Stanford students say university is downplaying sexual assaults

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Students at Stanford gathered Monday for a special summit on sexual assaults that occur on campus and they're getting some help from Washington.

Stanford students who say school leaders are downplaying the problem of sexual assaults on campus gathered Monday night for a special summit and they're now getting help all the way from Washington, D.C.

One panelist raised the question, "Would you call this rape or would you call it like Stanford did, misconduct?"

Four students told stories of being sexually assaulted and they say Stanford failed to bring them justice.

"The university aggressively protects and supports their assaulters and they leave survivors extremely traumatized," said one of the women on the panel.

Some also believe the problem is being downplayed. The students take issue with Stanford's climate survey released Oct. 1. It found 1.9 percent of Stanford students who participated in the survey have experienced sexual assault. Organizers of the summit say the number is misleading.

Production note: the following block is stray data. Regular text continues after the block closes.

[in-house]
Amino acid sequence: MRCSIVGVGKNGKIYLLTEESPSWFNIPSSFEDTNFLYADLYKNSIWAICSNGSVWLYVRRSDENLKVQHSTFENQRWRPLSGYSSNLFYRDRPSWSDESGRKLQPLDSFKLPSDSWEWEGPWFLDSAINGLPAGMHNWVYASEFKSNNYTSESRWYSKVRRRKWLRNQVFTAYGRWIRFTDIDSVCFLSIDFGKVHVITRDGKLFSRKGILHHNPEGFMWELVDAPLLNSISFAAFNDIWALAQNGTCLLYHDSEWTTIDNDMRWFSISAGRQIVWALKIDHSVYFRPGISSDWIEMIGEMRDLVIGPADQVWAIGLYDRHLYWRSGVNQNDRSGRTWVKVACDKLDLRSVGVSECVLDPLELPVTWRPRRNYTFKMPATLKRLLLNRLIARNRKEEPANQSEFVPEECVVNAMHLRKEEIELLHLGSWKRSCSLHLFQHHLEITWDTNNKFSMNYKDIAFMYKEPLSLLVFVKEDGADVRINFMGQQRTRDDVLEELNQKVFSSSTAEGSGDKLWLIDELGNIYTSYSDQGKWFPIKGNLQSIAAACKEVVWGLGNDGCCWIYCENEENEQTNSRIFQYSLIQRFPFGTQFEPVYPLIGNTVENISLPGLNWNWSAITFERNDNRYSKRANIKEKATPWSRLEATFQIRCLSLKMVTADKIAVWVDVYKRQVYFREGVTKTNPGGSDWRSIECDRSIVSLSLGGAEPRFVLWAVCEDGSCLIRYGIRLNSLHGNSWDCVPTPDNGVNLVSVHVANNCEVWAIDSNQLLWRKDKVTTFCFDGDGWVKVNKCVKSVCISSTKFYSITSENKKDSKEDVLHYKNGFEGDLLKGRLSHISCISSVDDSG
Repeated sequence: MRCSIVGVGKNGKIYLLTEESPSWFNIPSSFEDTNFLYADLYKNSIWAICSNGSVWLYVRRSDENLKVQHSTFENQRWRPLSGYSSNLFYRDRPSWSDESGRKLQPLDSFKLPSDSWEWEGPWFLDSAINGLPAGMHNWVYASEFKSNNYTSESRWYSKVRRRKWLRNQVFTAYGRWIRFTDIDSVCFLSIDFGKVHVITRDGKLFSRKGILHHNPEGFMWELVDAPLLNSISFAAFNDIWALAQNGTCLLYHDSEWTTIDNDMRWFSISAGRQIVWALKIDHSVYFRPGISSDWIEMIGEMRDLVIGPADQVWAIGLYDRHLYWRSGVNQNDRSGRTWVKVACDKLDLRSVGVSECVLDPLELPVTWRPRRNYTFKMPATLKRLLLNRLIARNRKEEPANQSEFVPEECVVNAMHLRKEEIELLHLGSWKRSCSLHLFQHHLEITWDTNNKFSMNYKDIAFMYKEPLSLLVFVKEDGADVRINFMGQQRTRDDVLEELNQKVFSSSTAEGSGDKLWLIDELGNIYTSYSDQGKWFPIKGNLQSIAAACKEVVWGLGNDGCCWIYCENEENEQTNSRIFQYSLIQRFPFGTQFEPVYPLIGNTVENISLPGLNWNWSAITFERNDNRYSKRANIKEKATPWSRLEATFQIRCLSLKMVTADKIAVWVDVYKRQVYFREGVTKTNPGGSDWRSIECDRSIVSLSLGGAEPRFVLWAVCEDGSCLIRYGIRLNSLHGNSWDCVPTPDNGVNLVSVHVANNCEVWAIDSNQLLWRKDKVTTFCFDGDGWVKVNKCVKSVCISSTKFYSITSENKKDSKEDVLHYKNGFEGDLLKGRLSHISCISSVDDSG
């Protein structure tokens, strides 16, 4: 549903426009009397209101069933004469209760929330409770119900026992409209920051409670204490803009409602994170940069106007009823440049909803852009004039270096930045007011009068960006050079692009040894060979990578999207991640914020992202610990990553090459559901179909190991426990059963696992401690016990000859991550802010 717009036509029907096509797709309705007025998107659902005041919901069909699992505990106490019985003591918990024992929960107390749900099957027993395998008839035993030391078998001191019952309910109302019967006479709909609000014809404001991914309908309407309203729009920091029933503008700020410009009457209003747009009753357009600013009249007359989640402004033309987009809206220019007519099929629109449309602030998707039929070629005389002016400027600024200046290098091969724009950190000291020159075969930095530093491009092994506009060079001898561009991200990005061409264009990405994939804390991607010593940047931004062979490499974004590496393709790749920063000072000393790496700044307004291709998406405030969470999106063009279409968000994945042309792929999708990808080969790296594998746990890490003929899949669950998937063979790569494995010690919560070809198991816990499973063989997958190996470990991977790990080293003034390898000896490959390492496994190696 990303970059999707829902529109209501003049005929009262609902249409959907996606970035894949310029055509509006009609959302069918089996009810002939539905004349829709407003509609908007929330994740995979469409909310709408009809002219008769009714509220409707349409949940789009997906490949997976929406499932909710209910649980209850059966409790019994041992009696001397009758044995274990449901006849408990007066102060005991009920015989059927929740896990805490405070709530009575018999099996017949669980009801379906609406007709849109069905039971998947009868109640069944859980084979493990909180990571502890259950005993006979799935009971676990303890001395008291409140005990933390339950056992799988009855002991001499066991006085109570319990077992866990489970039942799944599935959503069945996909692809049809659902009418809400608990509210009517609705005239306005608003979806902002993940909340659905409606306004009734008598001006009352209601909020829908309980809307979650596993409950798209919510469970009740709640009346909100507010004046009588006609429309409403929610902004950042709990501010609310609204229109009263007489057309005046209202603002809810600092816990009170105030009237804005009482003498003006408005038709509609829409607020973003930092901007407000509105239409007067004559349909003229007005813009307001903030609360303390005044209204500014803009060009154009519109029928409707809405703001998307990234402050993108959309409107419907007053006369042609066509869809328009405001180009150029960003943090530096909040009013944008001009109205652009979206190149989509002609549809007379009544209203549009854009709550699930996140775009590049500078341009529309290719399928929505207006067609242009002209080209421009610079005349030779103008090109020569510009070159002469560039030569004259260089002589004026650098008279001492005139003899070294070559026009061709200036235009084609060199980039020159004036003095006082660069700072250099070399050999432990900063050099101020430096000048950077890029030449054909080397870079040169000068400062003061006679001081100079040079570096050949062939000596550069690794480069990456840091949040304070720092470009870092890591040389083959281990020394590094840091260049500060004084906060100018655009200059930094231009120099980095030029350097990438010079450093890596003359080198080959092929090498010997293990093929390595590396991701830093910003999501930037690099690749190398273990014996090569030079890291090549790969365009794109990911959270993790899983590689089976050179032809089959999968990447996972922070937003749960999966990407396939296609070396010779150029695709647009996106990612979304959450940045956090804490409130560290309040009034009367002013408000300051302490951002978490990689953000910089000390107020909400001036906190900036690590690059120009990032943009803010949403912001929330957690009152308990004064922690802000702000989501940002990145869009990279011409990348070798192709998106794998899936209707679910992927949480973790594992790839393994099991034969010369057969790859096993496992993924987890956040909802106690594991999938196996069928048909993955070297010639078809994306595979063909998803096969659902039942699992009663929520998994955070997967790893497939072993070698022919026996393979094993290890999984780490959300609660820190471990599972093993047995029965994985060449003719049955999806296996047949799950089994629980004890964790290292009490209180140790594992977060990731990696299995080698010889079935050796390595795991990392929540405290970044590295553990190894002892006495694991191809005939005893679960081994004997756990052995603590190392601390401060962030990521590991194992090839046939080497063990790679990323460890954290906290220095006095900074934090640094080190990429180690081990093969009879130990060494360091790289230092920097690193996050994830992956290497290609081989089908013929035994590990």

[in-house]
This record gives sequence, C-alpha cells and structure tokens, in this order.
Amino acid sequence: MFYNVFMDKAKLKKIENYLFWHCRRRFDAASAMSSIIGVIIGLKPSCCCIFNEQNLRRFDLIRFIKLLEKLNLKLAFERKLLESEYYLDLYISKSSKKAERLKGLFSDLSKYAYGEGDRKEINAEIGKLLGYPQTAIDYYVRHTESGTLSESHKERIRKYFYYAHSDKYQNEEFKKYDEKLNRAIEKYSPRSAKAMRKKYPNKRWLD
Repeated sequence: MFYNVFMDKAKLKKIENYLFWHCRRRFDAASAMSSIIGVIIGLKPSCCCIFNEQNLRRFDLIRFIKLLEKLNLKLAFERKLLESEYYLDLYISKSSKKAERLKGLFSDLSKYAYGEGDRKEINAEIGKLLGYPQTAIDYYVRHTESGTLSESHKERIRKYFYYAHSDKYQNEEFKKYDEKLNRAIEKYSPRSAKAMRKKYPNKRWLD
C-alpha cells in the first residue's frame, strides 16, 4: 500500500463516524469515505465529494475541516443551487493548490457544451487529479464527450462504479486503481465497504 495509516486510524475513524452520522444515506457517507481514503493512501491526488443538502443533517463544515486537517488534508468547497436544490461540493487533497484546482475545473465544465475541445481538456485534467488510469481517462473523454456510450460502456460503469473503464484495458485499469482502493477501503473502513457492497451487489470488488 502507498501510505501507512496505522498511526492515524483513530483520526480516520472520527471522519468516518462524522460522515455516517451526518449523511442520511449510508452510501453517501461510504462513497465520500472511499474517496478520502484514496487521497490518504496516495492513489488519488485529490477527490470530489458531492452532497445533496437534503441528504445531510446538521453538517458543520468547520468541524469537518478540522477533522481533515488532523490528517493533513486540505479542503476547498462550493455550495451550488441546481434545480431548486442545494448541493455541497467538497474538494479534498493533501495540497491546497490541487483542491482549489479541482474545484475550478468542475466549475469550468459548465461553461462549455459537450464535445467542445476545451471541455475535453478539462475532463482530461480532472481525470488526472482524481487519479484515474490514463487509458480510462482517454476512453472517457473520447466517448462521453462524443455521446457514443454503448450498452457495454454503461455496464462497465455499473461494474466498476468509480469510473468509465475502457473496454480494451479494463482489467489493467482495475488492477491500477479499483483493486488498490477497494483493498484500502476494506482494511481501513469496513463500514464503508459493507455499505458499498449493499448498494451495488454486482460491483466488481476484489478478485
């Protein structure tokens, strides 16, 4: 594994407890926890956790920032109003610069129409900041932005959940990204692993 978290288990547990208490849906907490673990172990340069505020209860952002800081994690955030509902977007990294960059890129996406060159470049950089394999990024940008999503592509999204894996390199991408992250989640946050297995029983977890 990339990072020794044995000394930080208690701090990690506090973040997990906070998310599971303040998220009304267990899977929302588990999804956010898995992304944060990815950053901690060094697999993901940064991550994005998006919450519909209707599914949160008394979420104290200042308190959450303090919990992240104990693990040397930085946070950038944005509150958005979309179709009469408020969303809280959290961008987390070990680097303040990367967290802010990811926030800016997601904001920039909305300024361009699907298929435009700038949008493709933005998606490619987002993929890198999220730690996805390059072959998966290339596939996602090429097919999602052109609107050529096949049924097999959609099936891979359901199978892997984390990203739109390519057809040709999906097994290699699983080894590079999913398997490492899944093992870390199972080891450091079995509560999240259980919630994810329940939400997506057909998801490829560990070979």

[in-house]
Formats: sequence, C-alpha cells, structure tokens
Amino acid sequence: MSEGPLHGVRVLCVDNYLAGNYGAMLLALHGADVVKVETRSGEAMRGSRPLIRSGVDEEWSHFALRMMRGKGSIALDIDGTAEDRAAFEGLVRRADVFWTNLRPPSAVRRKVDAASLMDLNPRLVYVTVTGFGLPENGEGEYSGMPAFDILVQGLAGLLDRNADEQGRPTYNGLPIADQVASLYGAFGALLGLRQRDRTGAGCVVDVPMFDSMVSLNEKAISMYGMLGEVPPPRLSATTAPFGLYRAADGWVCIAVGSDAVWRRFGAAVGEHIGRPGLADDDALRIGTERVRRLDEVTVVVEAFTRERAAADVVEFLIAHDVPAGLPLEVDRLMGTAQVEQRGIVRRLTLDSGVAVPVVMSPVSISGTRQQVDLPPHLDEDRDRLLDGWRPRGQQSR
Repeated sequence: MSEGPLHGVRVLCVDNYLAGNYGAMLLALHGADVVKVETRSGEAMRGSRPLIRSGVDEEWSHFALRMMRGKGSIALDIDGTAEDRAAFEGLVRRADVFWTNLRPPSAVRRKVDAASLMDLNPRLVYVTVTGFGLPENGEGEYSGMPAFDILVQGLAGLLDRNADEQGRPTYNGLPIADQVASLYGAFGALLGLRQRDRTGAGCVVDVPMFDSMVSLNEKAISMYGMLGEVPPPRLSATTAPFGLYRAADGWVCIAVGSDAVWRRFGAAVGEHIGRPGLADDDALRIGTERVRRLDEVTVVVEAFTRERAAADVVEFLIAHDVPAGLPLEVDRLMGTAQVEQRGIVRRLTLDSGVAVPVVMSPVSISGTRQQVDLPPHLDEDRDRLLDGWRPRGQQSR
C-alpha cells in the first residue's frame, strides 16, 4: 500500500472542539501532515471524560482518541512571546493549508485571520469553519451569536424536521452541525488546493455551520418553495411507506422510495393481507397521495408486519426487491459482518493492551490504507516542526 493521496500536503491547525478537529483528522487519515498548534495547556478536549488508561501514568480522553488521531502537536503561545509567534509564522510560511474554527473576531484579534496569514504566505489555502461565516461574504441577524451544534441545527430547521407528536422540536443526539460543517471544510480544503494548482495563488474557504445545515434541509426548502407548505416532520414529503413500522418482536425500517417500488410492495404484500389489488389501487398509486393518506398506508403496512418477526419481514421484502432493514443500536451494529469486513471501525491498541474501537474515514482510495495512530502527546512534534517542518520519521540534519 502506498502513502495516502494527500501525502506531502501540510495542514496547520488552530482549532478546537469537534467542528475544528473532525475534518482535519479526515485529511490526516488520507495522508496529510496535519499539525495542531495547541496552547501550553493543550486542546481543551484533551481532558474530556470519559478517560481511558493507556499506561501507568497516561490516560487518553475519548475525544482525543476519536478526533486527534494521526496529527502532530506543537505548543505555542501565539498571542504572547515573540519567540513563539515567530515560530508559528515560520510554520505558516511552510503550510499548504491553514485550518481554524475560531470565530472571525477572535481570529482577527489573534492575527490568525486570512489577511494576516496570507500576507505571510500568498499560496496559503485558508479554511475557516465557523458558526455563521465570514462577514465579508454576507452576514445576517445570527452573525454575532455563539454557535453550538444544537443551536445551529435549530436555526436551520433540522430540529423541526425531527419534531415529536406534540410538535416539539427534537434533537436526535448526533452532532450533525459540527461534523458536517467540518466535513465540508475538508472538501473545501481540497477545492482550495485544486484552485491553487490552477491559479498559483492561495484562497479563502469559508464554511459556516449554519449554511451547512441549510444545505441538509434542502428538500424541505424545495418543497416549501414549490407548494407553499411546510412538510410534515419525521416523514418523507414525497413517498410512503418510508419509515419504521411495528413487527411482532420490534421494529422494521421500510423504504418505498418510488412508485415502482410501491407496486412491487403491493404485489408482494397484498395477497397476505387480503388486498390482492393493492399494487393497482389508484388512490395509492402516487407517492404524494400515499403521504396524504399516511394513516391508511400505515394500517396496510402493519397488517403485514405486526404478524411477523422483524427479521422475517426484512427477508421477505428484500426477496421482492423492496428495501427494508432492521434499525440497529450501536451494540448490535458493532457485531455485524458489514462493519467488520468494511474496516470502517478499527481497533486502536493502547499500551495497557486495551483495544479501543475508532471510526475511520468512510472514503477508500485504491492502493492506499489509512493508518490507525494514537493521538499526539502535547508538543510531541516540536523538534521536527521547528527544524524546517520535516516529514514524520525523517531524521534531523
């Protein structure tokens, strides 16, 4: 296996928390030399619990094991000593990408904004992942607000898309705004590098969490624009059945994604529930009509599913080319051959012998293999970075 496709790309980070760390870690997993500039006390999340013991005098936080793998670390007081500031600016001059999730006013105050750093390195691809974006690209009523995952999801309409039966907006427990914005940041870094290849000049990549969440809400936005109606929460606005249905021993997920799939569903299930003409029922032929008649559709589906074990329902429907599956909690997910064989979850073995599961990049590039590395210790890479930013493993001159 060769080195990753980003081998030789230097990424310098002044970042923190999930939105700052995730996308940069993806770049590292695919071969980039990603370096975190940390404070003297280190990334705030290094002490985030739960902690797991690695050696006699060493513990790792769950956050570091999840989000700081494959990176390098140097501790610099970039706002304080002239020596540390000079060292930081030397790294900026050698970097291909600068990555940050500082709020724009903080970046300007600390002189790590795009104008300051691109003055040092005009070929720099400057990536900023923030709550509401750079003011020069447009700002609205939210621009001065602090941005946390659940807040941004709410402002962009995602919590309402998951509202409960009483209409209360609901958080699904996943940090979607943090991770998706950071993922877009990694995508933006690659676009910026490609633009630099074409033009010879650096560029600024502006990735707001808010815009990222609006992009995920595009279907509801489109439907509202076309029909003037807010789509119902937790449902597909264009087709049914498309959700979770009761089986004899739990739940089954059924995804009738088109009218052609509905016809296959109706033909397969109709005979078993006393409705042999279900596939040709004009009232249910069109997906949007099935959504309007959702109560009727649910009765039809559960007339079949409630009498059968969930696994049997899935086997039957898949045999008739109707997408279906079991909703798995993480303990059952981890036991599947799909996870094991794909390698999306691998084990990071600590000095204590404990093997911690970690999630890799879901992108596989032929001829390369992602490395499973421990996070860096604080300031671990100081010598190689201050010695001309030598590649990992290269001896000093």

Stephanie Pham, founder of One In Five, told ABC7 News, "Harvard and Yale, they're admitting and saying, 'Look at this 40ish-percent number, rape happens here, sexual assault happens here. And Stanford needs to own up to that."

Bay Area congresswoman Jackie Speier addressed the group. She's introduced a new piece of legislation called HALT.

"Require a climate survey on every campus in the country that receives federal funds. It would be a survey that would be exactly the same so it can be evaluated," Rep. Jackie Speier, D-San Mateo, said.

Stanford's president and provost are standing behind their survey and say in a letter: "The results show clearly that we have much more work to do in battling sexual assault and sexual misconduct at Stanford."

Related Topics:
educationcollegesexual assaultsex assaultsafetyschool safetysex crimecollege studentsjackie speieru.s. & worldPalo AltoStanford University
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